The promos of “Aagey Se Right” have been misleading to say the least. While it has been projected as a Shreyas Talpade-starrer, Kay Kay Menon has an equally important role.
Not that it really leads one to cheer. Reason being that what seemed like an innocent tale of a newly recruited cop (Shreyas) hunting for his gun takes an altogether different dimension with a terrorist (Kay Kay Menon) from ‘border ke uss paar’ coming into picture.
He gets all moony-eyed for a bar girl Shenaz Treasury (who has dropped ‘vaala’ from her surname). He begins with his ‘sher-o-shaayari’ only to turn into a full-on ‘tapori’.
From here on the film becomes an assortment of a series of coaching classes where a South Indian don Vijay Maurya, who operates as an entrepreneur with the promise of ‘customer delight’ and ‘satisfaction guaranteed’, teaches some tricks of the ‘love trade’ to Kay Kay.
Yes, there are quite a few scenes that invokes chuckles and even full-throated laughter as Kay Kay goes through a heart transformation. His dialogues are witty while Vijay Maurya is a riot. In fact it’s the latter’s presence that keeps the momentum despite a wayward tale that debutant director Indrajit chooses to tell.
One understands Indrajit’s intent though — which is to tell a story that is whacky, quirky, utterly unbelievable and on-your-face nonsense. “Aagey Se Right” aspires to be right in all these departments. It’s just that the direction is all over in the second half of the film and the momentum that had built up in the first half doesn’t remain as the film progresses.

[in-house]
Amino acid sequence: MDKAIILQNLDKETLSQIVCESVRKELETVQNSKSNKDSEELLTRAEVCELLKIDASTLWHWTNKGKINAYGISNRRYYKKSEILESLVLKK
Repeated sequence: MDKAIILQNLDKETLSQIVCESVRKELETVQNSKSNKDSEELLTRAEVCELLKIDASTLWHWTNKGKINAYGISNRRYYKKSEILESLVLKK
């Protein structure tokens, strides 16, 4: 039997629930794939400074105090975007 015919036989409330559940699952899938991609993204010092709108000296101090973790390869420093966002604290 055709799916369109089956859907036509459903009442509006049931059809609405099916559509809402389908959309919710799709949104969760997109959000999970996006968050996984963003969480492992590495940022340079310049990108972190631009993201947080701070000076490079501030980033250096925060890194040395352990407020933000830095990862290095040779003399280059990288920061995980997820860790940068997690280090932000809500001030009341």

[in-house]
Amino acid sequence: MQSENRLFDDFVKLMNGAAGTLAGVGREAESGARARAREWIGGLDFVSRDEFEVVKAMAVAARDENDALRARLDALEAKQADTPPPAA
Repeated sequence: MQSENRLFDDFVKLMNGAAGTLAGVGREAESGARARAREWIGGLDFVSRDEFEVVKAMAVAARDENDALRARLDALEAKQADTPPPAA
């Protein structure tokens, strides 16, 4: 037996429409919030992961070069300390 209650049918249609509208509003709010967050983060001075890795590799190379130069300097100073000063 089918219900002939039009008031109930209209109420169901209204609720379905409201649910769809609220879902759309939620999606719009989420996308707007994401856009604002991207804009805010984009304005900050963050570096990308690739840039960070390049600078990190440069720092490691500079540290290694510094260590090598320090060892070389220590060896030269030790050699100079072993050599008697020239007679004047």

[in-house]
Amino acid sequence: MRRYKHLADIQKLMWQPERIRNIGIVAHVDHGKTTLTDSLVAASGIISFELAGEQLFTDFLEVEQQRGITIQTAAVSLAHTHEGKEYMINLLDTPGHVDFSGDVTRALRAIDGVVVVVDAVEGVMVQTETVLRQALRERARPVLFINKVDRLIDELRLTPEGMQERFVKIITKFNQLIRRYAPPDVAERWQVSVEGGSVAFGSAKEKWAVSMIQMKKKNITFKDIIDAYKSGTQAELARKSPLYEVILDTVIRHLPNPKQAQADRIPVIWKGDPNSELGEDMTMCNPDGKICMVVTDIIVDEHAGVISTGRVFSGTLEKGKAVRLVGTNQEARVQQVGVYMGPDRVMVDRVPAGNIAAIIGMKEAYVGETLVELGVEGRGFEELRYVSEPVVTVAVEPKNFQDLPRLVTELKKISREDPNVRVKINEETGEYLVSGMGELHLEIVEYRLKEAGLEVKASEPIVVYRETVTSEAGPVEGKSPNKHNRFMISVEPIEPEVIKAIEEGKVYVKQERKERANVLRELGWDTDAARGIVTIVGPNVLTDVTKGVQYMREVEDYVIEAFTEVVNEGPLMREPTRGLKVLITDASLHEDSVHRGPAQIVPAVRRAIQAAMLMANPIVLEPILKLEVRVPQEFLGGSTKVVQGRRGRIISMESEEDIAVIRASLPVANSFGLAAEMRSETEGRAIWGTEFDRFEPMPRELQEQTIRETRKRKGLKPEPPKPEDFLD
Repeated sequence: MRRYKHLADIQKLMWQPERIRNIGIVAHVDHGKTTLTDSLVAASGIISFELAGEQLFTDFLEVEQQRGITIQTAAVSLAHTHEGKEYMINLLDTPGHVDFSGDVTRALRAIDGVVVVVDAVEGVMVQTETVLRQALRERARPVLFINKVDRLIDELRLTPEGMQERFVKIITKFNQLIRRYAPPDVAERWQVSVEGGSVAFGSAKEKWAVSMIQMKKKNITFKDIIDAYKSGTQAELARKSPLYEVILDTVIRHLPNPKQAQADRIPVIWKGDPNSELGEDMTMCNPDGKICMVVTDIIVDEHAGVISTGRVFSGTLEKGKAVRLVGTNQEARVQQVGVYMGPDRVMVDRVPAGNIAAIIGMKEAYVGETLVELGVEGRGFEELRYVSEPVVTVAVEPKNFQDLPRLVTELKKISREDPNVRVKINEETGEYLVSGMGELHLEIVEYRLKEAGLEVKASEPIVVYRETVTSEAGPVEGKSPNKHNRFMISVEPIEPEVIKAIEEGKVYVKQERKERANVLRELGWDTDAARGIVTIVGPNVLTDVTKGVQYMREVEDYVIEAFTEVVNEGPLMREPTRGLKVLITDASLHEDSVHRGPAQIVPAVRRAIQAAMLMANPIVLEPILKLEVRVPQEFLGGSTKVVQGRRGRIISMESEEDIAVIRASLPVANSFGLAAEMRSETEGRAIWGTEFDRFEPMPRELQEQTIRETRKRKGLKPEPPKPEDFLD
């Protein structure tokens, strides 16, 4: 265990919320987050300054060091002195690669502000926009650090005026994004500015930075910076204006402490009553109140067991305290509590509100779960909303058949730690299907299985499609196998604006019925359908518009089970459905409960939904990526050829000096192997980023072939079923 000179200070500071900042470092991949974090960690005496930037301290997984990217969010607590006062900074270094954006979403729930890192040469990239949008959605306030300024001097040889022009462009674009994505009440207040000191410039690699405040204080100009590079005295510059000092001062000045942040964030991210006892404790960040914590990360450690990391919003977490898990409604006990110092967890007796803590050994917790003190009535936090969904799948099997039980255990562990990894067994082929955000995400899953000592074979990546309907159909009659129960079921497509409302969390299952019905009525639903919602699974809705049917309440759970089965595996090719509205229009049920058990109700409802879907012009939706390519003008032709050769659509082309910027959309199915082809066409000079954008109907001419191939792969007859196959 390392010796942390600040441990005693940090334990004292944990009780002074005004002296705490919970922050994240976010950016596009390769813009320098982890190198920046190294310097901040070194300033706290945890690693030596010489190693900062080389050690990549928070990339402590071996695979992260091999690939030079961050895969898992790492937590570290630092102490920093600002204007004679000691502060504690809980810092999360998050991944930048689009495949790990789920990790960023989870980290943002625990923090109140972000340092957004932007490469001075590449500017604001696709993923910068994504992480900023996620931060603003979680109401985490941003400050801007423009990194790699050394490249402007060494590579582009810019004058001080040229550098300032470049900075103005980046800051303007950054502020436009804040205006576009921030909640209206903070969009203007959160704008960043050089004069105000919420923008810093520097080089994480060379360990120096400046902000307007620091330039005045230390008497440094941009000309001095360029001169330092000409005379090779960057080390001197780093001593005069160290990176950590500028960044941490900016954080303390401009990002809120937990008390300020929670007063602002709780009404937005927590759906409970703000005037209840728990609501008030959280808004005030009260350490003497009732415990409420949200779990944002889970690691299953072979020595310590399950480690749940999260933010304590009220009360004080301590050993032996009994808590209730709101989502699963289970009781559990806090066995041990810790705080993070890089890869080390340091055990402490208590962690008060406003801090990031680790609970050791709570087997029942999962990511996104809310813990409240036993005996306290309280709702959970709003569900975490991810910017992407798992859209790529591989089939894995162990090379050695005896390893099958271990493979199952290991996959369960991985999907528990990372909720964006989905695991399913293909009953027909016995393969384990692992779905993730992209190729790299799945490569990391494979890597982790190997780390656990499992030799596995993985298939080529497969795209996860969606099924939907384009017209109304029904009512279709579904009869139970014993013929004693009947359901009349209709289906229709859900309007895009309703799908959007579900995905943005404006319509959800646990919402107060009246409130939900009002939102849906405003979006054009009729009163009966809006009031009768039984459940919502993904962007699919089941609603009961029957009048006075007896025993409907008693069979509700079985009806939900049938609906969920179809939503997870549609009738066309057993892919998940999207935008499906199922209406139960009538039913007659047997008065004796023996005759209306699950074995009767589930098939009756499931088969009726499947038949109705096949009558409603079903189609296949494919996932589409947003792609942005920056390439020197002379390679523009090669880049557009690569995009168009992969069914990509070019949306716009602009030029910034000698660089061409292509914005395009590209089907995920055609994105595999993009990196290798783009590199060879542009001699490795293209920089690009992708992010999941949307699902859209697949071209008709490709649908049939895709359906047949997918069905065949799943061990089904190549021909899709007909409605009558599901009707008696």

Change in heart for the terrorist, his accomplice flying into the country in search of him, a mother (Bharti Achrekar) who is always there to give direction to the novice cop, a bunch of DJs who play mischief mongers – there are too many characters and incidents that spoil the show.
In fact, the entire track revolving around a struggling actor (Shiv Pandit) and his girlfriend (Shruti Seth) was completely unwarranted.
One also wonders what made Mahie Gill sign this film. As a gossip news channel reporter, she makes an appearance every now and then in a thankless role. On the other hand, Shreyas is good but hardly has a role that can be compared to many of his earlier superior performances.
Indrajit’s direction becomes a little patchy, especially in the scenes that require multiple actors in one frame. So whether it is the shooting of a Bhojpuri film or a stampede that follows in Vijay Maurya’s den or the suicide attempt by Shruti – there is an all around amateurism that is more than just apparent.
However, in scenes that have only two actors interacting (Shreyas and his mother, Kay Kay and Vijay Maurya), he manages to get it right most of the time.
“Aagey Se Right” starts off as a sweet fun film but becomes tiring once it loses focus.